Bratislava-ViennaWeek-Long Study Tour | Economics Program

This week-long Study Tour brings us to two central European capitals. Austria’s capital Vienna is a very international city: The city hosts a number of important international organizations, and more than 40% of the population were born abroad. Like Copenhagen, Vienna is highly ranked in surveys for quality of living. Geographically and economically, Austria is the bridge between Western and Eastern Europe. When the iron curtain fell, Austria-based companies were first in line to grasp new opportunities and to face new challenges. Despite close historical links to Germany, Austrian culture is distinct from that of the Northern neighbor.

Just some 60 km away from Vienna lies Bratislava, the capital of the Slovak Republic. Slovakia became an independent state after the peaceful dissolution of Czechoslovakia in 1993. In 2004, the country joined the European Union and in 2009 the Euro area. With a small population size comparable to Denmark’s, Slovakia is a leading European car exporter and a fast-growing economy. How did the transition from a planned to a marked-based economy play out? Why did Slovakia join the Euro area while other post-communist countries like Poland, Hungary and the Czech Republic so far didn’t? These are some of the questions we will study in Bratislava.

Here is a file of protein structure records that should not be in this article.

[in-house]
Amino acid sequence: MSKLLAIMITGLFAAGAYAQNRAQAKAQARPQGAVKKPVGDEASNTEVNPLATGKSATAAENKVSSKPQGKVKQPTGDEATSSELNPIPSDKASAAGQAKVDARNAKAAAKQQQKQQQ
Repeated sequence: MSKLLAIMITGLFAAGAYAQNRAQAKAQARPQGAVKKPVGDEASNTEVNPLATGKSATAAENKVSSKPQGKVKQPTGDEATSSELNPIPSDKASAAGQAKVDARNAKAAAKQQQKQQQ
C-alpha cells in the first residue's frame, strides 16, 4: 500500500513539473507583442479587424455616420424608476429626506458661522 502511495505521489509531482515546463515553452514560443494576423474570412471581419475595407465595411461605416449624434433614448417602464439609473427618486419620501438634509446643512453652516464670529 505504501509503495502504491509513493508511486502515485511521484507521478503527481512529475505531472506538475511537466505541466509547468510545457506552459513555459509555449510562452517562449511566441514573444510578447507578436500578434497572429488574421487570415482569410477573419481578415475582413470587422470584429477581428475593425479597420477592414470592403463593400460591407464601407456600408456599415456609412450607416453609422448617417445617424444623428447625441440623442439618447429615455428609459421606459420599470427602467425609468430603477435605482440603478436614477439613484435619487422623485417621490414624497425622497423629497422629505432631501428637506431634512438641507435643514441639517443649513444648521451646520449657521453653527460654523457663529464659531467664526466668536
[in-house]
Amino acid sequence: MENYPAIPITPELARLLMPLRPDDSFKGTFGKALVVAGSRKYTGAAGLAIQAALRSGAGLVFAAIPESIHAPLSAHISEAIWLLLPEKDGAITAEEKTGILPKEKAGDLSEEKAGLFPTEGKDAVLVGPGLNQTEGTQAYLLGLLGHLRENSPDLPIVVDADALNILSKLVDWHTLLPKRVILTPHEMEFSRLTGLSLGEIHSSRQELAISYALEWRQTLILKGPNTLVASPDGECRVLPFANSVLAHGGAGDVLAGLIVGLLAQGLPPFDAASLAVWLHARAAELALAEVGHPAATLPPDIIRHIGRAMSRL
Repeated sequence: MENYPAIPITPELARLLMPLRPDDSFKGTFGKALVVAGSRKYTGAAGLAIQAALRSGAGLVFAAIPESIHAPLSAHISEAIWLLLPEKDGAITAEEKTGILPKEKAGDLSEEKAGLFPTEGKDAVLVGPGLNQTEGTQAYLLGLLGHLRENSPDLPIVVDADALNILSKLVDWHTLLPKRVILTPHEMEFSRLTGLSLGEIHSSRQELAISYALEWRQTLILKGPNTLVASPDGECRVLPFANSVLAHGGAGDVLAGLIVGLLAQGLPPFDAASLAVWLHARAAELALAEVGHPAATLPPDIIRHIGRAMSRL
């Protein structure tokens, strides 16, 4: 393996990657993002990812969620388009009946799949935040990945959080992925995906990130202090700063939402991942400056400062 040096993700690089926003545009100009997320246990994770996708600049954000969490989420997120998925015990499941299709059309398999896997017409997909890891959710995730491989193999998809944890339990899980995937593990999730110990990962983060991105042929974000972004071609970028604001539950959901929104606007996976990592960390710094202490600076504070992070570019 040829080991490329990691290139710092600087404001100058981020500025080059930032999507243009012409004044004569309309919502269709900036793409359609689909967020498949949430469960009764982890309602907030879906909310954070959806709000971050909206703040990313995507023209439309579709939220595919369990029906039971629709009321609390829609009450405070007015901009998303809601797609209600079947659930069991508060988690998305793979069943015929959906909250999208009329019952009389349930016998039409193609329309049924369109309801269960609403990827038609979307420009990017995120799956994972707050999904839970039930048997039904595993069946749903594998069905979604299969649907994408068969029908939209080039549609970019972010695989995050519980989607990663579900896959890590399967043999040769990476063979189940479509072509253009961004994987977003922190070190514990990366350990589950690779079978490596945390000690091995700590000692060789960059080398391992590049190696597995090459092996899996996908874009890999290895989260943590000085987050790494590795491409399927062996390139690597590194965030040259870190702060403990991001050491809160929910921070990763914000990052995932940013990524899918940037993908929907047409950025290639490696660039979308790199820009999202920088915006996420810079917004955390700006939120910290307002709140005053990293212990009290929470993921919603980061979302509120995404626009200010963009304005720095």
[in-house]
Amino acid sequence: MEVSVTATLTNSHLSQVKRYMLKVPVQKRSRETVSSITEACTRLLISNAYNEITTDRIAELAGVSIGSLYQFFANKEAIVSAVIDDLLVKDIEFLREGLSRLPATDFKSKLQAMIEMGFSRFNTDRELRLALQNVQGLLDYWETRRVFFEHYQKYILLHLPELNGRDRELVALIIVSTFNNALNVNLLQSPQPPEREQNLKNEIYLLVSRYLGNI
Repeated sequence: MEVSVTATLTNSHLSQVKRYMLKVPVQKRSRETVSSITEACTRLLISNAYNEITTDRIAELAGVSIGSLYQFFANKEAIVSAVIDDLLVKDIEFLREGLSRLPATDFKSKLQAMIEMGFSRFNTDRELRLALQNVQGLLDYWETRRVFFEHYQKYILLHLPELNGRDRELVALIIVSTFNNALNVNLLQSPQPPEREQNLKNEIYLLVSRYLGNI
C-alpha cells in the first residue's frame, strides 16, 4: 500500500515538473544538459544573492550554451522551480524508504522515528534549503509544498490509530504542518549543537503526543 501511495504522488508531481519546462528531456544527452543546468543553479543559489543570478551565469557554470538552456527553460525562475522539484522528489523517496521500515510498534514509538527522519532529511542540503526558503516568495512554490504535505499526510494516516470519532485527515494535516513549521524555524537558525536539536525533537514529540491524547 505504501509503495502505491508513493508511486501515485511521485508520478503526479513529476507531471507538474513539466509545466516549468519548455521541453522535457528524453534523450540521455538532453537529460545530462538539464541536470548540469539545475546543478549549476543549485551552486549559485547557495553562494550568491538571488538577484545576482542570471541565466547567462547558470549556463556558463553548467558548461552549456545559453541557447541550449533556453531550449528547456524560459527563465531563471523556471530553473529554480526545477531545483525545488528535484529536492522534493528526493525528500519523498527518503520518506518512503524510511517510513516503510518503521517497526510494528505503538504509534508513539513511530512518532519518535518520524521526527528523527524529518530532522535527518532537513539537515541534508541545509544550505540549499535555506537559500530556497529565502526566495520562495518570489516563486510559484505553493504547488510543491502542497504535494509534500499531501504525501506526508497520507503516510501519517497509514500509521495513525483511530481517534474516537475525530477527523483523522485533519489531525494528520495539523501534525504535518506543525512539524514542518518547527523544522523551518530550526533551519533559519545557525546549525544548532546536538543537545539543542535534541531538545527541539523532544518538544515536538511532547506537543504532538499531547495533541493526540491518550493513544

Tour Objectives

  • Study globalization and European economies from two national perspectives - making Europe your classroom
  • Learn about European integration in an “old” and a “new” EU country
  • Learn about business strategies in Central and Eastern Europe
  • Get an impression of the cultural wealth of the region
  • Learn from Discussions with local experts and decision makers

Possible Activities

  • Meet with Scandinavian companies doing business in the region
  • Visit national public institutions like central banks, ministries, or universities; as well as economic research institutes
  • Visit international organizations like OPEC or the Organisation for Security and Co-operation in Europe